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Jacobi imaginary transformation

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1: 22.6 Elementary Identities
§22.6(iv) Rotation of Argument (Jacobi’s Imaginary Transformation)
Table 22.6.1: Jacobi’s imaginary transformation of Jacobian elliptic functions.
sn ( i z , k ) = i sc ( z , k ) dc ( i z , k ) = dn ( z , k )
2: 29.10 Lamé Functions with Imaginary Periods
§29.10 Lamé Functions with Imaginary Periods
transform (29.2.1) into
29.10.3 d 2 w d z 2 + ( h - ν ( ν + 1 ) k 2 sn 2 ( z , k ) ) w = 0 .
The first and the fourth functions have period 2 i K ; the second and the third have period 4 i K . …
3: 14.31 Other Applications
§14.31(ii) Conical Functions
The conical functions P - 1 2 + i τ m ( x ) appear in boundary-value problems for the Laplace equation in toroidal coordinates (§14.19(i)) for regions bounded by cones, by two intersecting spheres, or by one or two confocal hyperboloids of revolution (Kölbig (1981)). These functions are also used in the Mehler–Fock integral transform14.20(vi)) for problems in potential and heat theory, and in elementary particle physics (Sneddon (1972, Chapter 7) and Braaksma and Meulenbeld (1967)). The conical functions and Mehler–Fock transform generalize to Jacobi functions and the Jacobi transform; see Koornwinder (1984a) and references therein. …
4: 20.14 Methods of Computation
For instance, the first three terms of (20.2.1) give the value of θ 1 ( 2 - i | i ) ( = θ 1 ( 2 - i , e - π ) ) to 12 decimal places. For values of | q | near 1 the transformations of §20.7(viii) can be used to replace τ with a value that has a larger imaginary part and hence a smaller value of | q | . For instance, to find θ 3 ( z , 0.9 ) we use (20.7.32) with q = 0.9 = e i π τ , τ = - i ln ( 0.9 ) / π . …Hence the first term of the series (20.2.3) for θ 3 ( z τ | τ ) suffices for most purposes. In theory, starting from any value of τ , a finite number of applications of the transformations τ τ + 1 and τ - 1 / τ will result in a value of τ with τ 3 / 2 ; see §23.18. …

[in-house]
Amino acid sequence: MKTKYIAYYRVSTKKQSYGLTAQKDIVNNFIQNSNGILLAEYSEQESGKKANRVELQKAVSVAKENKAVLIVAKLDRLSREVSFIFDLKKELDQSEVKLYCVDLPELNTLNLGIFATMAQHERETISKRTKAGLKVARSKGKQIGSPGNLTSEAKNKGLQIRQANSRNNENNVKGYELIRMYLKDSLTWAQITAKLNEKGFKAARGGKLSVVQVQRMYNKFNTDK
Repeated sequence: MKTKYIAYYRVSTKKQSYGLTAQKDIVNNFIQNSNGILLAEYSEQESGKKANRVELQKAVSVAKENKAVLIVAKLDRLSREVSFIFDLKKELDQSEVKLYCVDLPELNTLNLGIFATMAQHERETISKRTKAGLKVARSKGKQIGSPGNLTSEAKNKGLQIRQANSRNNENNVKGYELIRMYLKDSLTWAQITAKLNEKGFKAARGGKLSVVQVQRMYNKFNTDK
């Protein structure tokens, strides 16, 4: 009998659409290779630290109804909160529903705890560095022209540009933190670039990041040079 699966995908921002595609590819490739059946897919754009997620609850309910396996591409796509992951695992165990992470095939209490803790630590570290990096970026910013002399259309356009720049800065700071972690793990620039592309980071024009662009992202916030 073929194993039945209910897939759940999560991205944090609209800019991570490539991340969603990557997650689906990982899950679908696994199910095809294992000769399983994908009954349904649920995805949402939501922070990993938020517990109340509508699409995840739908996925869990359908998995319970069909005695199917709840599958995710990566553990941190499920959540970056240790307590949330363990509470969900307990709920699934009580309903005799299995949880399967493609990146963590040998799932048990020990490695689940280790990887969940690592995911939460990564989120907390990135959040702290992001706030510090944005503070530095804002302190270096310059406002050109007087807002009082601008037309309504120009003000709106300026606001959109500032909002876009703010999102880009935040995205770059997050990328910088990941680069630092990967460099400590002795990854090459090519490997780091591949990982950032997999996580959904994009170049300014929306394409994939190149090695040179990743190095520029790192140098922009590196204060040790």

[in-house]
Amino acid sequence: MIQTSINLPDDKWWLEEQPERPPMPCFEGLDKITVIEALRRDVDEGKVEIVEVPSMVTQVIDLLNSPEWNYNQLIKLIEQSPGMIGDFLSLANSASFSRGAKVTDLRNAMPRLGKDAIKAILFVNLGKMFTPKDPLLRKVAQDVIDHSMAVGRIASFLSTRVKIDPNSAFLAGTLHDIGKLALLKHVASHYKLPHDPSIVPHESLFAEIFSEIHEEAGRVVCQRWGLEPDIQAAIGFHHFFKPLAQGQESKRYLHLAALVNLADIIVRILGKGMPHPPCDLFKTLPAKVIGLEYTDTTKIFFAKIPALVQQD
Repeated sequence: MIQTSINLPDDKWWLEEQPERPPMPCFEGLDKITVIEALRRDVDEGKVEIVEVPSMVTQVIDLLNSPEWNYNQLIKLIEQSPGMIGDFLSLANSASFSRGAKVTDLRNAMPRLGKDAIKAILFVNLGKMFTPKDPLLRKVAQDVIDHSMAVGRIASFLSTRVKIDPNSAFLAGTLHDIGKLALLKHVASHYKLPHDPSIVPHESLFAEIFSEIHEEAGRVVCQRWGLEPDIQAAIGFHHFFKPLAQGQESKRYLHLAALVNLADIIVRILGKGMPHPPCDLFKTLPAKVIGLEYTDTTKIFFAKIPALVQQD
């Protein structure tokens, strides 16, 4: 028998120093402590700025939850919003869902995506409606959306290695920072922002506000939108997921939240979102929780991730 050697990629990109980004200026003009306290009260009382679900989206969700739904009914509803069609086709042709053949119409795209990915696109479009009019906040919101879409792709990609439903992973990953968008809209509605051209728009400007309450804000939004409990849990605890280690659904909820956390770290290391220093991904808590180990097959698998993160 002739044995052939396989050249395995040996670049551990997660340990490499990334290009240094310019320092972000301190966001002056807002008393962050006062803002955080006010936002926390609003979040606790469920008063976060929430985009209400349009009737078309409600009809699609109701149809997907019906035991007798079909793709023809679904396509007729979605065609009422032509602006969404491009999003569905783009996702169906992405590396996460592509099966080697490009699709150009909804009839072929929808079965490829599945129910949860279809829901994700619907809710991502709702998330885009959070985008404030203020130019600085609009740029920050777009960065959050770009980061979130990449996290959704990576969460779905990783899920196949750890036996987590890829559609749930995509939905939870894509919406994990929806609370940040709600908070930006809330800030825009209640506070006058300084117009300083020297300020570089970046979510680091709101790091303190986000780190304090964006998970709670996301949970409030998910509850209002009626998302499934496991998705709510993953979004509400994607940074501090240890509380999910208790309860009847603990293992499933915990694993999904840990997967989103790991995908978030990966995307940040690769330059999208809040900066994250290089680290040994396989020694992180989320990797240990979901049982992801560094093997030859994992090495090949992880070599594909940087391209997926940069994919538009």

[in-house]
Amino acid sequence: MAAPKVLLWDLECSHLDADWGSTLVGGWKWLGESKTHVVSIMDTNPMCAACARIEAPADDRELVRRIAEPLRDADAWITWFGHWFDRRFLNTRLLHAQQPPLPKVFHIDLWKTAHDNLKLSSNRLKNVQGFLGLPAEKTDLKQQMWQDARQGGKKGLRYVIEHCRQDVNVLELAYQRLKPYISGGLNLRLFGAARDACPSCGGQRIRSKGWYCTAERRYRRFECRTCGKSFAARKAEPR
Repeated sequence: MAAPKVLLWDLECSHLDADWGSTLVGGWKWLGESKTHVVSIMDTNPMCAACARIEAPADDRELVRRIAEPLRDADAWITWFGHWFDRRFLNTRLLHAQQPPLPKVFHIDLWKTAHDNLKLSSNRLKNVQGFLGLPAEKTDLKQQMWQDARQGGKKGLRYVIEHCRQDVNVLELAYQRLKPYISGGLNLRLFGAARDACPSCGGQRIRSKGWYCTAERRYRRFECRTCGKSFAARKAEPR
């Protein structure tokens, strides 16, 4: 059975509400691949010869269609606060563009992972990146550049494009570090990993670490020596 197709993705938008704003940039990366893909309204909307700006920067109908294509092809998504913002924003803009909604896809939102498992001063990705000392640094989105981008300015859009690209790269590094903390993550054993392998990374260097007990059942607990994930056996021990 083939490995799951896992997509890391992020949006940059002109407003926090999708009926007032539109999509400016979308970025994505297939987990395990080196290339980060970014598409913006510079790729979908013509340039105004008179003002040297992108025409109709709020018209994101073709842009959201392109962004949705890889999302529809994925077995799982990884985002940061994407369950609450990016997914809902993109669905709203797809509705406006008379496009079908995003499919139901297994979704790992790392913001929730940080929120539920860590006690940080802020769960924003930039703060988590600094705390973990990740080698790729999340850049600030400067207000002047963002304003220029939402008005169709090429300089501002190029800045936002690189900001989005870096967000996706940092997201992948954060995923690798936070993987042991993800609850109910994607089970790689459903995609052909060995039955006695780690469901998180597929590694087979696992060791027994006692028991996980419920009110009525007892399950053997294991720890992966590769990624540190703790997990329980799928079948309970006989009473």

5: 20.10 Integrals
20.10.1 0 x s - 1 θ 2 ( 0 | i x 2 ) d x = 2 s ( 1 - 2 - s ) π - s / 2 Γ ( 1 2 s ) ζ ( s ) ,
20.10.2 0 x s - 1 ( θ 3 ( 0 | i x 2 ) - 1 ) d x = π - s / 2 Γ ( 1 2 s ) ζ ( s ) ,
20.10.3 0 x s - 1 ( 1 - θ 4 ( 0 | i x 2 ) ) d x = ( 1 - 2 1 - s ) π - s / 2 Γ ( 1 2 s ) ζ ( s ) .
6: 20.7 Identities
20.7.33 ( - i τ ) 1 / 2 θ 4 ( z | τ ) = exp ( i τ z 2 / π ) θ 2 ( z τ | τ ) .
7: 15.9 Relations to Other Functions
Jacobi
§15.9(ii) Jacobi Function
The Jacobi transform is defined as …with inverse … …
8: 29.18 Mathematical Applications
when transformed to sphero-conal coordinates r , β , γ :
x = k r sn ( β , k ) sn ( γ , k ) ,
y = i k k r cn ( β , k ) cn ( γ , k ) ,
The wave equation (29.18.1), when transformed to ellipsoidal coordinates α , β , γ : …
z = i k k dn ( α , k ) dn ( β , k ) dn ( γ , k ) ,
9: 15.17 Mathematical Applications
The logarithmic derivatives of some hypergeometric functions for which quadratic transformations exist (§15.8(iii)) are solutions of Painlevé equations. …
§15.17(iii) Group Representations
For harmonic analysis it is more natural to represent hypergeometric functions as a Jacobi function (§15.9(ii)). …Harmonic analysis can be developed for the Jacobi transform either as a generalization of the Fourier-cosine transform1.14(ii)) or as a specialization of a group Fourier transform. … Quadratic transformations give insight into the relation of elliptic integrals to the arithmetic-geometric mean (§19.22(ii)). …
10: 23.15 Definitions
In §§23.1523.19, k and k ( ) denote the Jacobi modulus and complementary modulus, respectively, and q = e i π τ ( τ > 0 ) denotes the nome; compare §§20.1 and 22.1. … Also 𝒜 denotes a bilinear transformation on τ , given by …The set of all bilinear transformations of this form is denoted by SL ( 2 , ) (Serre (1973, p. 77)). … In (23.15.9) the branch of the cube root is chosen to agree with the second equality; in particular, when τ lies on the positive imaginary axis the cube root is real and positive. …